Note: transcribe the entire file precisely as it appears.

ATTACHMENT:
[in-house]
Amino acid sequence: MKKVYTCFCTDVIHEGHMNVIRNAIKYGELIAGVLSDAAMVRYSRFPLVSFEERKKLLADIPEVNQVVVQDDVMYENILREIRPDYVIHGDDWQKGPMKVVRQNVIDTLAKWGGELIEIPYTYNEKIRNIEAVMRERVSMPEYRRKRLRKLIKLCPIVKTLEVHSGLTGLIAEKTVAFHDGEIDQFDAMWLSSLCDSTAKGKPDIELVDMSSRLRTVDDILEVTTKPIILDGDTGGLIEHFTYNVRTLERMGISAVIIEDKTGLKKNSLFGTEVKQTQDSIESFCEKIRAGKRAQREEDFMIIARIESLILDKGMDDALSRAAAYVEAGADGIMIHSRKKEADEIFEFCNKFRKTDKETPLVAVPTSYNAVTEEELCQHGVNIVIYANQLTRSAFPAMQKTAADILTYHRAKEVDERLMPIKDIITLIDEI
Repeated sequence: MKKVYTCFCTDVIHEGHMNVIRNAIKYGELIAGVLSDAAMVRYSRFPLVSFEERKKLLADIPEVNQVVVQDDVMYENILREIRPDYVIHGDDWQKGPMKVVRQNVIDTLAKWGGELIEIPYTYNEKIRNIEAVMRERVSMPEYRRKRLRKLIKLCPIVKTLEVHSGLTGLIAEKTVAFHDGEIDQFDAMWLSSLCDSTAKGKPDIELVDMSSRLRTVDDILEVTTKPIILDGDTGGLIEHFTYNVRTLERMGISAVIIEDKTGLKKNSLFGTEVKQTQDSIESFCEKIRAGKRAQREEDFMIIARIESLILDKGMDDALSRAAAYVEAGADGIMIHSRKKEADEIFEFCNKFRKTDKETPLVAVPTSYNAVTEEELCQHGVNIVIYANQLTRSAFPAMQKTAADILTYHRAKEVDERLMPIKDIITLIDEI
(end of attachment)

[in-house]
Amino acid sequence: MKKVYTCFCTDVIHEGHMNVIRNAIKYGELIAGVLSDAAMVRYSRFPLVSFEERKKLLADIPEVNQVVVQDDVMYENILREIRPDYVIHGDDWQKGPMKVVRQNVIDTLAKWGGELIEIPYTYNEKIRNIEAVMRERVSMPEYRRKRLRKLIKLCPIVKTLEVHSGLTGLIAEKTVAFHDGEIDQFDAMWLSSLCDSTAKGKPDIELVDMSSRLRTVDDILEVTTKPIILDGDTGGLIEHFTYNVRTLERMGISAVIIEDKTGLKKNSLFGTEVKQTQDSIESFCEKIRAGKRAQREEDFMIIARIESLILDKGMDDALSRAAAYVEAGADGIMIHSRKKEADEIFEFCNKFRKTDKETPLVAVPTSYNAVTEEELCQHGVNIVIYANQLTRSAFPAMQKTAADILTYHRAKEVDERLMPIKDIITLIDEI
Repeated sequence: MKKVYTCFCTDVIHEGHMNVIRNAIKYGELIAGVLSDAAMVRYSRFPLVSFEERKKLLADIPEVNQVVVQDDVMYENILREIRPDYVIHGDDWQKGPMKVVRQNVIDTLAKWGGELIEIPYTYNEKIRNIEAVMRERVSMPEYRRKRLRKLIKLCPIVKTLEVHSGLTGLIAEKTVAFHDGEIDQFDAMWLSSLCDSTAKGKPDIELVDMSSRLRTVDDILEVTTKPIILDGDTGGLIEHFTYNVRTLERMGISAVIIEDKTGLKKNSLFGTEVKQTQDSIESFCEKIRAGKRAQREEDFMIIARIESLILDKGMDDALSRAAAYVEAGADGIMIHSRKKEADEIFEFCNKFRKTDKETPLVAVPTSYNAVTEEELCQHGVNIVIYANQLTRSAFPAMQKTAADILTYHRAKEVDERLMPIKDIITLIDEI